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House criminal justice committee, police association rep clash over Vehicle Stops Report data

  

Tensions flared Thursday as the chairman of the House Criminal Justice Committee and a representative of the Missouri Sheriff’s Association clashed over data presented in an attorney general’s report on police stops in the state. 

The 2018 Vehicle Stops Report — an annual study released by the Missouri attorney general — found the disparity level between black and white drivers pulled over in the state has increased to the highest level yet. But Kevin Merritt, executive director of the Missouri Sheriff’s Association, testified the data was “inappropriate” and didn’t paint a full picture of why drivers were stopped or the intentions of officers. 

Kevin Merritt, Missouri Sheriff’s Association executive director

“The sheriffs of Missouri want to continue to collect the data, but they want the data to make sense, that the data is reliable,” Merritt testified. “Simply because a disparity exists, does not provide imperical data that there is a racial bias.” 

Merritt also complained the report does not include whether the stops account for individual drivers or a repeat offender who often violates traffic laws — thus not painting a full picture, he said. 

But Merritt clashed with Rep. Shamed Dogan, the Republican chairman of the committee. Merritt said he didn’t care if Census data — which can be outdated — or other population information is used because that type of benchmark will show a disparity but not the reason for it; Dogan said it was “common sense” to use up-to-date statistics. 

Dogan also pressed Merritt for a theory on why the disparity rate has increased substantially over the years since the report has been compiled. Merritt said he didn’t have a theory but suggested studies have shown “different driving patterns” among different racial or socioeconomic groups of people. 

Additionally, the pair quibbled when Merritt asked Dogan to point to a specific department that has engaged in racial bias consistently. 

“It’s hard to measure something like disrespect. But people know it when they see it. People feel that,” Dogan said, pointing to individuals who have testified at both hearings. “I want to find some way to hold those departments accountable because it’s clear that it’s not happening now.” 

“You cannot do that with the disparity index alone. You’re making my argument for me, representative,” Merritt responded. “You’re relying on the index when it’s convenient, and you’re not relying on it to make another point.” 

Jeanette Mott Oxford, the executive director of Empower Missouri, followed Merritt with what she called an “emotional outpouring.” Oxford said Merritt’s testimony was “agitating” 

“When do we acknowledge racism? It’s time,” Oxford said. 

State Rep. Shamed Dogan

Thursday’s hearing in Kansas City was the second on racial profiling and civil asset forfeiture planned for the interim. The first was held in Clayton last week for nearly five hours.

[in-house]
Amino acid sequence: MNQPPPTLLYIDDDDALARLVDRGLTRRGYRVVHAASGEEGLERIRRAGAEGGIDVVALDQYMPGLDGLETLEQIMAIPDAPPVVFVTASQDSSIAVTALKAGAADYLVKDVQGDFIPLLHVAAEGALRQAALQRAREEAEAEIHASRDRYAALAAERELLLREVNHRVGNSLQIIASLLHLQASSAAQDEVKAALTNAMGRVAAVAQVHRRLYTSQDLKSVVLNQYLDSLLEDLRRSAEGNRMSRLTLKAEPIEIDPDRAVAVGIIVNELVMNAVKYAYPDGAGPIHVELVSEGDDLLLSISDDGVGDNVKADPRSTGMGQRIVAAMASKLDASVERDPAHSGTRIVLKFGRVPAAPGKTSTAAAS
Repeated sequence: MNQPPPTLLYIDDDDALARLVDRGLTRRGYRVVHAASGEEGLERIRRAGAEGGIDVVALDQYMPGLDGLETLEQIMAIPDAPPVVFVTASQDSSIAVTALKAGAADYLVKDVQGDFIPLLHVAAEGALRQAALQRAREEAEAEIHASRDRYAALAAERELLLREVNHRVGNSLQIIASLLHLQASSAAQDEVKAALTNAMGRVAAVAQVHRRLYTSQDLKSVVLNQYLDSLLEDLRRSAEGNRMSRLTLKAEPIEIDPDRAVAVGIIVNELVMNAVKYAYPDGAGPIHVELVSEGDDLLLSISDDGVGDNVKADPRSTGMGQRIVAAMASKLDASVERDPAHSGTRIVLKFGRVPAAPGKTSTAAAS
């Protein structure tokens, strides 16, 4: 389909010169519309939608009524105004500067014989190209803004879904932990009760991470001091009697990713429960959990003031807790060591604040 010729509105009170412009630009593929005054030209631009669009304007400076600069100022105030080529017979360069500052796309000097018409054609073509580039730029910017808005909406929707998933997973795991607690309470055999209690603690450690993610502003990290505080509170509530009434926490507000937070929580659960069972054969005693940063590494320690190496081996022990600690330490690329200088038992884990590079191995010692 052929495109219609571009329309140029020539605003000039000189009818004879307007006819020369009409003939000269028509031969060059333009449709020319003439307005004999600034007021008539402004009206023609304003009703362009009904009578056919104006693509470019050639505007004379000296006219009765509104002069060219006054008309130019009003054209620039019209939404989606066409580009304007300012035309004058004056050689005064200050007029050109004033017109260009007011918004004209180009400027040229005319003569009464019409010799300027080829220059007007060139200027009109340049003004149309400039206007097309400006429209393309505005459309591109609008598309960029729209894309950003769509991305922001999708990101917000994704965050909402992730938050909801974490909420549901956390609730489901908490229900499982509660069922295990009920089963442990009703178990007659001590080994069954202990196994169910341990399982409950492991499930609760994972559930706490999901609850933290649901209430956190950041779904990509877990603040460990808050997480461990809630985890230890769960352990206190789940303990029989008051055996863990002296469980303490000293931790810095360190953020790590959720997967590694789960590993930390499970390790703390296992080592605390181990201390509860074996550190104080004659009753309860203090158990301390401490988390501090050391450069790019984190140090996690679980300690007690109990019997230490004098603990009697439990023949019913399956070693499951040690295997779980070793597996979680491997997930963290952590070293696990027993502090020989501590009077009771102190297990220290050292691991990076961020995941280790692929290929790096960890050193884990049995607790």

After the Clayton event, Dogan said he hoped for more law enforcement to be present at the Kansas City hearing. Aside from Merritt, Lt. Justin McCullough, Missouri State Highway Patrol’s (MSHP) legislative liaison, testified Thursday.

McCullough noted the MSHP’s disparity rate was fairly low, especially when compared to other departments. He contributed it to the agency’s values of compassion and respect. 

“One of the things that we pride ourselves on tremendously is hiring the best people out there,” he said. “We have an obligation, a vision, to make sure those that live in our state and those that travel through our state are treated with respect, can safely navigate through our state, and that’s something we drill in from day one.” 

McCullough also noted the MSHP hasn’t received a “bias-based, profiling complaint” in the past two years. It has received six out of 1.8 million traffic stops in the past five years, all of which were “resolved to the complainant’s satisfaction.” 

The statewide statistics in the report, which has been compiled annually since 2000, showed black motorists were stopped at a 76 percent greater rate than expected based upon the portion of the population at least 16 years old. And when compared to white motorists, black individuals were 91 percent more likely to be stopped.

Additionally, the report found the statewide search rate for black and Hispanic drivers were greater than white individuals (black: 8.93; Hispanic: 8.44; white: 6.04) in 2018, but the contraband hit rate was higher among white drivers (black: 33.82; Hispanic: 29.15; white: 35.68). Arrest rates were also higher for black and Hispanic people (black: 6.37; Hispanic: 6.26; white: 4.25). 

Dogan said he plans to hold another hearing in Columbia or Jefferson City in the near future.

The full report can be found here.